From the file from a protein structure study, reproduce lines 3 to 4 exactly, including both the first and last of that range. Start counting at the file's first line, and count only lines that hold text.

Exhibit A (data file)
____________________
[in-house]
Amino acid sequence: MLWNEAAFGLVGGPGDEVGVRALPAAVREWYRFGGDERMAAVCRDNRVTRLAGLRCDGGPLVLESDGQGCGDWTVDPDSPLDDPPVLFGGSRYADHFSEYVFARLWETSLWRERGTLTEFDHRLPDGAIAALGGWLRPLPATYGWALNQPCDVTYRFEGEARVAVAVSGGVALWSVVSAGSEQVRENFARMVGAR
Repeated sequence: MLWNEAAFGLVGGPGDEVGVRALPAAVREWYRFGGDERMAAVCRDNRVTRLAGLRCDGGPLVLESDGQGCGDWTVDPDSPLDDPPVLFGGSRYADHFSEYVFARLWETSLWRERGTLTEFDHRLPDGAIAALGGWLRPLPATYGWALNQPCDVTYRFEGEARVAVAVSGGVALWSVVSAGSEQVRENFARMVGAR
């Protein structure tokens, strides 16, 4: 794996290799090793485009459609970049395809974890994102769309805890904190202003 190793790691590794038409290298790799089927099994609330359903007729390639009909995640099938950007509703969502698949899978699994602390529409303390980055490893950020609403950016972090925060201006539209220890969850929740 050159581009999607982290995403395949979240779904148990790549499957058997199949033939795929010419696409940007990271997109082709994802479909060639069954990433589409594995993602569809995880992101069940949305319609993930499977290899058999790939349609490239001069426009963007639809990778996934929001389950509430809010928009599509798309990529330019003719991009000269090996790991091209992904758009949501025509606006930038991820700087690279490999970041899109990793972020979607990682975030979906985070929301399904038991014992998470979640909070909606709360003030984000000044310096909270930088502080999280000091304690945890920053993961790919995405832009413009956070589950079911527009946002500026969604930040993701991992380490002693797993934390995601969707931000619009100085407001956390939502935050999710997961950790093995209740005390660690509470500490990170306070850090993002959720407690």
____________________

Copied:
Repeated sequence: MLWNEAAFGLVGGPGDEVGVRALPAAVREWYRFGGDERMAAVCRDNRVTRLAGLRCDGGPLVLESDGQGCGDWTVDPDSPLDDPPVLFGGSRYADHFSEYVFARLWETSLWRERGTLTEFDHRLPDGAIAALGGWLRPLPATYGWALNQPCDVTYRFEGEARVAVAVSGGVALWSVVSAGSEQVRENFARMVGAR
């Protein structure tokens, strides 16, 4: 794996290799090793485009459609970049395809974890994102769309805890904190202003 190793790691590794038409290298790799089927099994609330359903007729390639009909995640099938950007509703969502698949899978699994602390529409303390980055490893950020609403950016972090925060201006539209220890969850929740 050159581009999607982290995403395949979240779904148990790549499957058997199949033939795929010419696409940007990271997109082709994802479909060639069954990433589409594995993602569809995880992101069940949305319609993930499977290899058999790939349609490239001069426009963007639809990778996934929001389950509430809010928009599509798309990529330019003719991009000269090996790991091209992904758009949501025509606006930038991820700087690279490999970041899109990793972020979607990682975030979906985070929301399904038991014992998470979640909070909606709360003030984000000044310096909270930088502080999280000091304690945890920053993961790919995405832009413009956070589950079911527009946002500026969604930040993701991992380490002693797993934390995601969707931000619009100085407001956390939502935050999710997961950790093995209740005390660690509470500490990170306070850090993002959720407690």